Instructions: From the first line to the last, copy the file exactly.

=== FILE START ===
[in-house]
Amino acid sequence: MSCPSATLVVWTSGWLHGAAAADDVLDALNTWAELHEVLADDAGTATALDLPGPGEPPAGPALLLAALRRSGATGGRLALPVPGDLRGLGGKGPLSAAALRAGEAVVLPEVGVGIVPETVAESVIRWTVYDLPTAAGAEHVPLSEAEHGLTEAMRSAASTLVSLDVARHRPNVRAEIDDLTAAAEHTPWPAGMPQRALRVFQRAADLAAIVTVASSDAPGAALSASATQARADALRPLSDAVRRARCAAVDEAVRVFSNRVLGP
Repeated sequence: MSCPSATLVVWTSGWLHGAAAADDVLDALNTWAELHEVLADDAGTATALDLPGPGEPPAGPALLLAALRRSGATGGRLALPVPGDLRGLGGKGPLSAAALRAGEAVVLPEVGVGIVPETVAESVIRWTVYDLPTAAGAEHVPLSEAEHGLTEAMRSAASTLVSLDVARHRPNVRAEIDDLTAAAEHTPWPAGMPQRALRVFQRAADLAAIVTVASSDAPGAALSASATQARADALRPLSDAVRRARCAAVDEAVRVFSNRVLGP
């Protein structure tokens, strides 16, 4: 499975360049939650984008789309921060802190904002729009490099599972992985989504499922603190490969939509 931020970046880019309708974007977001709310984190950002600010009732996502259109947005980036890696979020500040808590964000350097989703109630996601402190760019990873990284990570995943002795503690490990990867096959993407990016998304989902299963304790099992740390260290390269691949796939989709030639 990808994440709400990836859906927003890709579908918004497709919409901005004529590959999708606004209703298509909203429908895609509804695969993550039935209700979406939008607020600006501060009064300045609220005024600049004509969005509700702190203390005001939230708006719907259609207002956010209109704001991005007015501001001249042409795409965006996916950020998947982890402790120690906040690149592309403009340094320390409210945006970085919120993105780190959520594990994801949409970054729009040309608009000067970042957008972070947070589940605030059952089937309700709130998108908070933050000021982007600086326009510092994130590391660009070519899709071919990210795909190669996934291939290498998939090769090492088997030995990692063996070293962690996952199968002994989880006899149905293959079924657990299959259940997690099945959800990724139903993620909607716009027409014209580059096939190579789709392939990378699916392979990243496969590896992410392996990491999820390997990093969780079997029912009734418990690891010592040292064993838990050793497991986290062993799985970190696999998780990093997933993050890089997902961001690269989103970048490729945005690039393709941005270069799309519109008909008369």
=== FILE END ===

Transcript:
[in-house]
Amino acid sequence: MSCPSATLVVWTSGWLHGAAAADDVLDALNTWAELHEVLADDAGTATALDLPGPGEPPAGPALLLAALRRSGATGGRLALPVPGDLRGLGGKGPLSAAALRAGEAVVLPEVGVGIVPETVAESVIRWTVYDLPTAAGAEHVPLSEAEHGLTEAMRSAASTLVSLDVARHRPNVRAEIDDLTAAAEHTPWPAGMPQRALRVFQRAADLAAIVTVASSDAPGAALSASATQARADALRPLSDAVRRARCAAVDEAVRVFSNRVLGP
Repeated sequence: MSCPSATLVVWTSGWLHGAAAADDVLDALNTWAELHEVLADDAGTATALDLPGPGEPPAGPALLLAALRRSGATGGRLALPVPGDLRGLGGKGPLSAAALRAGEAVVLPEVGVGIVPETVAESVIRWTVYDLPTAAGAEHVPLSEAEHGLTEAMRSAASTLVSLDVARHRPNVRAEIDDLTAAAEHTPWPAGMPQRALRVFQRAADLAAIVTVASSDAPGAALSASATQARADALRPLSDAVRRARCAAVDEAVRVFSNRVLGP
């Protein structure tokens, strides 16, 4: 499975360049939650984008789309921060802190904002729009490099599972992985989504499922603190490969939509 931020970046880019309708974007977001709310984190950002600010009732996502259109947005980036890696979020500040808590964000350097989703109630996601402190760019990873990284990570995943002795503690490990990867096959993407990016998304989902299963304790099992740390260290390269691949796939989709030639 990808994440709400990836859906927003890709579908918004497709919409901005004529590959999708606004209703298509909203429908895609509804695969993550039935209700979406939008607020600006501060009064300045609220005024600049004509969005509700702190203390005001939230708006719907259609207002956010209109704001991005007015501001001249042409795409965006996916950020998947982890402790120690906040690149592309403009340094320390409210945006970085919120993105780190959520594990994801949409970054729009040309608009000067970042957008972070947070589940605030059952089937309700709130998108908070933050000021982007600086326009510092994130590391660009070519899709071919990210795909190669996934291939290498998939090769090492088997030995990692063996070293962690996952199968002994989880006899149905293959079924657990299959259940997690099945959800990724139903993620909607716009027409014209580059096939190579789709392939990378699916392979990243496969590896992410392996990491999820390997990093969780079997029912009734418990690891010592040292064993838990050793497991986290062993799985970190696999998780990093997933993050890089997902961001690269989103970048490729945005690039393709941005270069799309519109008909008369």